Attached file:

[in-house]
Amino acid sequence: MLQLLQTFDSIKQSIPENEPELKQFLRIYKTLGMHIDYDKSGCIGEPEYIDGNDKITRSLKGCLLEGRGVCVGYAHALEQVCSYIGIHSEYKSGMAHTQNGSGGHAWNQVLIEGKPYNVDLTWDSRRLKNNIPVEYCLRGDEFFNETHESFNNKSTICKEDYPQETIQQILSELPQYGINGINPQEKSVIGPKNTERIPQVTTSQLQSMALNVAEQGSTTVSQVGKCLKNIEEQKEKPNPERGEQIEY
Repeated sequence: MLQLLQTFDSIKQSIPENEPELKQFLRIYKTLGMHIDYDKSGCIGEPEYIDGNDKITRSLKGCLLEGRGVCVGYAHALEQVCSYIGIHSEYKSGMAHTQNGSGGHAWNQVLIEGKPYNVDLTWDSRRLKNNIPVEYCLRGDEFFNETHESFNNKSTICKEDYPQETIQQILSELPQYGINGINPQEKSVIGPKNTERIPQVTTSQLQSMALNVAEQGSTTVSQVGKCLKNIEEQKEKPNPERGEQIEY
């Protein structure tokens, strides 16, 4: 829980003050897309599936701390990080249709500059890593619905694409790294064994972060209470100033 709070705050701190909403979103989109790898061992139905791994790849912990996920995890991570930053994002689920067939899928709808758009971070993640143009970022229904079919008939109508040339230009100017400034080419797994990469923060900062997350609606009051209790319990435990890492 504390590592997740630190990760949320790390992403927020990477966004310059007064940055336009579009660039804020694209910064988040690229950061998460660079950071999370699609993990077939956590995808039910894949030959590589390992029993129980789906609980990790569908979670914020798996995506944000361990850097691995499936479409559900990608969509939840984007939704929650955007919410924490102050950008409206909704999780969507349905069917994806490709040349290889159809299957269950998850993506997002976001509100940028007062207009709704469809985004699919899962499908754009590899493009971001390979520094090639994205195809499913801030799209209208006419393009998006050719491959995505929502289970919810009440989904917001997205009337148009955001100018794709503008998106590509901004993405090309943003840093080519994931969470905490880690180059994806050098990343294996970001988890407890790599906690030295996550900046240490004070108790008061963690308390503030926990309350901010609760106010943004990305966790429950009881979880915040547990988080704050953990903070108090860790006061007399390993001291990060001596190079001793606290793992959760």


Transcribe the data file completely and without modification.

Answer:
[in-house]
Amino acid sequence: MLQLLQTFDSIKQSIPENEPELKQFLRIYKTLGMHIDYDKSGCIGEPEYIDGNDKITRSLKGCLLEGRGVCVGYAHALEQVCSYIGIHSEYKSGMAHTQNGSGGHAWNQVLIEGKPYNVDLTWDSRRLKNNIPVEYCLRGDEFFNETHESFNNKSTICKEDYPQETIQQILSELPQYGINGINPQEKSVIGPKNTERIPQVTTSQLQSMALNVAEQGSTTVSQVGKCLKNIEEQKEKPNPERGEQIEY
Repeated sequence: MLQLLQTFDSIKQSIPENEPELKQFLRIYKTLGMHIDYDKSGCIGEPEYIDGNDKITRSLKGCLLEGRGVCVGYAHALEQVCSYIGIHSEYKSGMAHTQNGSGGHAWNQVLIEGKPYNVDLTWDSRRLKNNIPVEYCLRGDEFFNETHESFNNKSTICKEDYPQETIQQILSELPQYGINGINPQEKSVIGPKNTERIPQVTTSQLQSMALNVAEQGSTTVSQVGKCLKNIEEQKEKPNPERGEQIEY
């Protein structure tokens, strides 16, 4: 829980003050897309599936701390990080249709500059890593619905694409790294064994972060209470100033 709070705050701190909403979103989109790898061992139905791994790849912990996920995890991570930053994002689920067939899928709808758009971070993640143009970022229904079919008939109508040339230009100017400034080419797994990469923060900062997350609606009051209790319990435990890492 504390590592997740630190990760949320790390992403927020990477966004310059007064940055336009579009660039804020694209910064988040690229950061998460660079950071999370699609993990077939956590995808039910894949030959590589390992029993129980789906609980990790569908979670914020798996995506944000361990850097691995499936479409559900990608969509939840984007939704929650955007919410924490102050950008409206909704999780969507349905069917994806490709040349290889159809299957269950998850993506997002976001509100940028007062207009709704469809985004699919899962499908754009590899493009971001390979520094090639994205195809499913801030799209209208006419393009998006050719491959995505929502289970919810009440989904917001997205009337148009955001100018794709503008998106590509901004993405090309943003840093080519994931969470905490880690180059994806050098990343294996970001988890407890790599906690030295996550900046240490004070108790008061963690308390503030926990309350901010609760106010943004990305966790429950009881979880915040547990988080704050953990903070108090860790006061007399390993001291990060001596190079001793606290793992959760």